Cambridge, UK – April 20, 2017
Proximagen’s parent company Upsher-Smith Laboratories, Inc. (Upsher-Smith), a business owned by the Evenstad family, today announced an agreement to sell its generics business and branded epilepsy therapy, Qudexy® XR (topiramate) extended-release capsules, to Sawai, a Japanese publicly traded and family run generics pharmaceutical company. Proximagen ceases to be a wholly-owned subsidiary of Upsher-Smith and will instead be a wholly-owned subsidiary of a newly created Evenstad holding company, ACOVA. The Evenstad Family will continue to fund Proximagen through ACOVA.
The Evenstad family remain committed to investing in innovative small molecule drug discovery and development, and Proximagen will continue to benefit from ownership by investors with a long-term view. Mark Evenstad, CEO of Upsher-Smith, will become CEO of ACOVA. Mark commented, “I am excited to continue to pursue my passion for helping patients and their families through the work that we undertake at Proximagen in developing new medicines.”
William (Bill) Pullman, currently CSO and President of Upsher-Smith’s Biotech Research Institute Division, will lead Proximagen. Proximagen’s strategy remains to leverage the drug discovery expertise at its integrated site in Cambridge UK to develop innovative small molecule therapeutics in CNS, inflammation and pain. Proximagen will also maintain capabilities in the US with a focused team providing drug development, project management and translational medicine expertise.
Bill Pullman commented, “This is an exciting new chapter for Proximagen. The company will continue to focus on achieving Mark’s vision through innovative small molecule drug discovery in Cambridge UK and our focused US-based development capabilities.”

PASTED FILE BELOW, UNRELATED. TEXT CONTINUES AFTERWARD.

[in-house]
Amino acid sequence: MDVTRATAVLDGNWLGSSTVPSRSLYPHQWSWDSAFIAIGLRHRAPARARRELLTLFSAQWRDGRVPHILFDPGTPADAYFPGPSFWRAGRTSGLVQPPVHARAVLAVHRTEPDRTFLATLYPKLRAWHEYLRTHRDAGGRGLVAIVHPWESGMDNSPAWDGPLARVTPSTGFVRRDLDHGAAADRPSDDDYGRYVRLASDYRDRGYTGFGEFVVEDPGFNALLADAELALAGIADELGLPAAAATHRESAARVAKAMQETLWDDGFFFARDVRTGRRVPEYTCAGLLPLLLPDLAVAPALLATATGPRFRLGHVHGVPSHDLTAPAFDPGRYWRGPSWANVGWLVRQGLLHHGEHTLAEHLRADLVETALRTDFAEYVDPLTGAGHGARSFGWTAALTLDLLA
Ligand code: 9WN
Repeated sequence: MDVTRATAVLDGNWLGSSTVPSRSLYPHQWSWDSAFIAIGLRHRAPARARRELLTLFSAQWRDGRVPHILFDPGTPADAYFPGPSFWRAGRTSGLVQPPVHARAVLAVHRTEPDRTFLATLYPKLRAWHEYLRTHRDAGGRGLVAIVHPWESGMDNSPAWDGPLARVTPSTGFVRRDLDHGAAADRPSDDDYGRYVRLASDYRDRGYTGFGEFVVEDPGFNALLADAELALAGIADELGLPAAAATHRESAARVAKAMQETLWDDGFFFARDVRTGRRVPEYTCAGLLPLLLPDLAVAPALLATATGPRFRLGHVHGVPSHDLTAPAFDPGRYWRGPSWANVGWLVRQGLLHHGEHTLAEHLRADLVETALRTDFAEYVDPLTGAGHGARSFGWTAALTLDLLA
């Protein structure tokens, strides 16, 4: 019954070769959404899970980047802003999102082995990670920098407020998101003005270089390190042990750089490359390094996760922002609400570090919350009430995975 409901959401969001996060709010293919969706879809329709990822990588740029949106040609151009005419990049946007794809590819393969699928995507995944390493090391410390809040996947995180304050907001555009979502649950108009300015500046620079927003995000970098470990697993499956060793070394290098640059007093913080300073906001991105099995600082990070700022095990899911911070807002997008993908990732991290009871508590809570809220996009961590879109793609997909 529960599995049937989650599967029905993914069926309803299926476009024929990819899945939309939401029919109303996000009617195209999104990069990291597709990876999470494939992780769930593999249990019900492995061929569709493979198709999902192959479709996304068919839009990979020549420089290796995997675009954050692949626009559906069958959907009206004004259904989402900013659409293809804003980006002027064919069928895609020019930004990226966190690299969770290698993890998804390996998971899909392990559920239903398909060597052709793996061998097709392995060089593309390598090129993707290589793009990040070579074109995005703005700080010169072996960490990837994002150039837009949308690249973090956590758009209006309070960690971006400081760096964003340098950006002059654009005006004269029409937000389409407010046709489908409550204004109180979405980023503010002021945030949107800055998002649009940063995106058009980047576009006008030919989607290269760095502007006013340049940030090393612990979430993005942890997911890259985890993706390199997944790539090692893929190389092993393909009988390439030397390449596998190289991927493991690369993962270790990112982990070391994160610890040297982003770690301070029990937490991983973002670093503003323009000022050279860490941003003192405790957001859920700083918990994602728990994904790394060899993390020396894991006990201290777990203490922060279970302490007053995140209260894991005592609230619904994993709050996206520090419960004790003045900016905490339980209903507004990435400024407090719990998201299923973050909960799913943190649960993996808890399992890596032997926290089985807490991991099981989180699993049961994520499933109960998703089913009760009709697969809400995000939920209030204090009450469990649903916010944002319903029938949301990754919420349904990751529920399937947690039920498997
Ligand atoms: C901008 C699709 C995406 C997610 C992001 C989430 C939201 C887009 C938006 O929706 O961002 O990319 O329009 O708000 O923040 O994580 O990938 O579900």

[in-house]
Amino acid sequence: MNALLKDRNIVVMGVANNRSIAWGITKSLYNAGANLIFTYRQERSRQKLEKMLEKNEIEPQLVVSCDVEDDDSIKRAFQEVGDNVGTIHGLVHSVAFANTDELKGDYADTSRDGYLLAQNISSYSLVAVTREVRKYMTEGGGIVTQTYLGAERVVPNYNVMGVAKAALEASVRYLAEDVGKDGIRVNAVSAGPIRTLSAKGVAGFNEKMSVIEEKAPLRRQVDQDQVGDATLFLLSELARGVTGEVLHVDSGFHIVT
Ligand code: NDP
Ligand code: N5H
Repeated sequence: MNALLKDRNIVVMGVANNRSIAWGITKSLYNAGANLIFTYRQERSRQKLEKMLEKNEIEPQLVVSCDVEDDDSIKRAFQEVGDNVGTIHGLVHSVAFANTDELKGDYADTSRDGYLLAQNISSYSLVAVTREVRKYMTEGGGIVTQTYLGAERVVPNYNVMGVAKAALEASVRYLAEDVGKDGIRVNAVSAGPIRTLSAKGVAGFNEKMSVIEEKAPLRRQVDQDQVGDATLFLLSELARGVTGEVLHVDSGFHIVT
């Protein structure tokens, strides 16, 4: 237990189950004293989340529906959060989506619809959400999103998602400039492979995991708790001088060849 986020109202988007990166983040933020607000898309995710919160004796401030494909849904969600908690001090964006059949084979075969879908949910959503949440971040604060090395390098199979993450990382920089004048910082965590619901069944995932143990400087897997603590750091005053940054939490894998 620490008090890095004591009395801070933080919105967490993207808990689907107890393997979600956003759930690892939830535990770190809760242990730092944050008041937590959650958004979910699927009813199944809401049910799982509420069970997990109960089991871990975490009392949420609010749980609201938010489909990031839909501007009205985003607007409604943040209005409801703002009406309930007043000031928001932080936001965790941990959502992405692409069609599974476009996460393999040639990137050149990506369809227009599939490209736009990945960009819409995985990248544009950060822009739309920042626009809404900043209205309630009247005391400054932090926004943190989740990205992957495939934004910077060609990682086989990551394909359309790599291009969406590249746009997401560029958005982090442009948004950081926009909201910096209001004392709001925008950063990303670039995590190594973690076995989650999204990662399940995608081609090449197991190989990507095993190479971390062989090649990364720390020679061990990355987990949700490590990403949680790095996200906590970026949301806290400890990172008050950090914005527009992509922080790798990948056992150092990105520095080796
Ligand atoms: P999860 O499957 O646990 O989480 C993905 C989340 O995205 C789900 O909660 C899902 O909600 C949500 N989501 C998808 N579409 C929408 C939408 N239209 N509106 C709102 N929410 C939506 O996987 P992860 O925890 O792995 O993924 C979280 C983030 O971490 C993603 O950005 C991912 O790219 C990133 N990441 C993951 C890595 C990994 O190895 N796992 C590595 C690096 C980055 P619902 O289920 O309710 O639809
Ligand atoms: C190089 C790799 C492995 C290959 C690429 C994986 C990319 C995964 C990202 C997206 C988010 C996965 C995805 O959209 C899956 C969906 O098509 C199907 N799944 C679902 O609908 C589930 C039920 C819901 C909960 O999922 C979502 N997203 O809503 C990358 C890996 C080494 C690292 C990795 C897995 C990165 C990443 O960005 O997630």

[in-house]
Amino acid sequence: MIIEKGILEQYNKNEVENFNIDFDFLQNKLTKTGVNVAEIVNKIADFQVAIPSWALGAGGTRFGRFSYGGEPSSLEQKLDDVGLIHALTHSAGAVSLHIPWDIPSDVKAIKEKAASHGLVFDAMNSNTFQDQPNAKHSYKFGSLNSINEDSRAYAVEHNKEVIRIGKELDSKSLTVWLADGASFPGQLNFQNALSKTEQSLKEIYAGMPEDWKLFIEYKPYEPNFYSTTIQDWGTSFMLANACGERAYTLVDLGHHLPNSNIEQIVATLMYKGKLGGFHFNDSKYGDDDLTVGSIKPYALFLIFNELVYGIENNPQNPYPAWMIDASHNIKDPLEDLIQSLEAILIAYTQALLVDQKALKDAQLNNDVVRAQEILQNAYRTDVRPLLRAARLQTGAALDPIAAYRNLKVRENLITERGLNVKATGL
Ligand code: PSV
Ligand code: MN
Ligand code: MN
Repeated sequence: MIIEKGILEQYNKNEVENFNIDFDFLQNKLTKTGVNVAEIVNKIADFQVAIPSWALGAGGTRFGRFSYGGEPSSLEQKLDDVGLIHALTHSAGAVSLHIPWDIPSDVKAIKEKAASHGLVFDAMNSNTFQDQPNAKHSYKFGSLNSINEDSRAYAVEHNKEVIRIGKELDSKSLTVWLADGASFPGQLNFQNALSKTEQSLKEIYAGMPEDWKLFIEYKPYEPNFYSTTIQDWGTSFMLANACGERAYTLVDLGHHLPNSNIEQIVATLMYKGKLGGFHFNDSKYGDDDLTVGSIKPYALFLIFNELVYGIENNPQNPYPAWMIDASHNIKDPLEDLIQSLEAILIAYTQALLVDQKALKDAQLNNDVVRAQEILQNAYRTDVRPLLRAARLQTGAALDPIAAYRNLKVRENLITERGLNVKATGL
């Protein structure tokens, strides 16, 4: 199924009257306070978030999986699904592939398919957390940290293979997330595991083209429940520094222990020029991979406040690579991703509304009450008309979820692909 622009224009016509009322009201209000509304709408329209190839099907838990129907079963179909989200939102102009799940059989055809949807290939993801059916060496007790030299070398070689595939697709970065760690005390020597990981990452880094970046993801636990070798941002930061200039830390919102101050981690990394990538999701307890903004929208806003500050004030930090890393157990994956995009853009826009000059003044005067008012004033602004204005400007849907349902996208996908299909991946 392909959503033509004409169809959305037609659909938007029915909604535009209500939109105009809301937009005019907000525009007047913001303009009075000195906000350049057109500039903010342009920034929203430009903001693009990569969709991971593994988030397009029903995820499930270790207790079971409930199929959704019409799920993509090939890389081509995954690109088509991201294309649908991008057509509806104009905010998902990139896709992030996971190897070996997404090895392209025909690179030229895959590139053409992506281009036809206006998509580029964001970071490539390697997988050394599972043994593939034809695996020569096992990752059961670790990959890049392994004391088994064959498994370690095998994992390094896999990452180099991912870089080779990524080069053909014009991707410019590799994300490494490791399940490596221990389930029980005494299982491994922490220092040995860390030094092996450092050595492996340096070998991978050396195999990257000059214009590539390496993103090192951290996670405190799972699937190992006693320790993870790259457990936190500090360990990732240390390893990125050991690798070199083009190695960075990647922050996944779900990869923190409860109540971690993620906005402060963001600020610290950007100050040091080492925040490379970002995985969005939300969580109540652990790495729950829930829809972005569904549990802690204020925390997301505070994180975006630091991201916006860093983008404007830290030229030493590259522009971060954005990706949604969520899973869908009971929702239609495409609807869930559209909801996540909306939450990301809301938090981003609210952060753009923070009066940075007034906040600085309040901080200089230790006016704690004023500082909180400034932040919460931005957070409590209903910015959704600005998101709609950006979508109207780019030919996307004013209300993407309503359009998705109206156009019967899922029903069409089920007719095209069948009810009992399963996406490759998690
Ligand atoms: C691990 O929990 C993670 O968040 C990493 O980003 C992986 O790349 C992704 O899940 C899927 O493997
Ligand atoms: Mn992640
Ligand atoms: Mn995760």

Proximagen will retain its existing pipeline of small molecule NCE programs, including two programs in clinical development. In addition, Upsher-Smith’s intranasal midazolam program for acute repetitive seizures (currently known as USL261) will become part of Proximagen’s pipeline.
Proximagen will maintain its strategy of collaborations for later stage clinical development, exemplified by its Phase II clinical collaboration with Roche on a VAP-1 inhibitor. Proximagen will also continue to actively seek early stage collaborations, in addition to its existing collaboration with Saniona on an ion channel target, in order to access innovative ideas and programs to which it can apply drug discovery and development expertise to progress into testing in the clinic.
Proximagen and its predecessor companies have a long heritage in discovery and development of novel small molecule therapeutics, in particular in the areas of CNS, pain and inflammation, and was acquired by Upsher-Smith in 2012. Proximagen has an integrated drug discovery facility based in Cambridge, UK and has developed a pipeline of innovative small molecule therapeutics. The Proximagen pipeline includes a Phase II VAP-1 inhibitor program in inflammation that is partnered with Roche, as well as internal development programs including a CXCR4 antagonist in Phase I targeting oncology indications and a Dopamine D1 positive allosteric modulator in preclinical development targeting cognitive disorders. For more information, visit www.proximagen.com.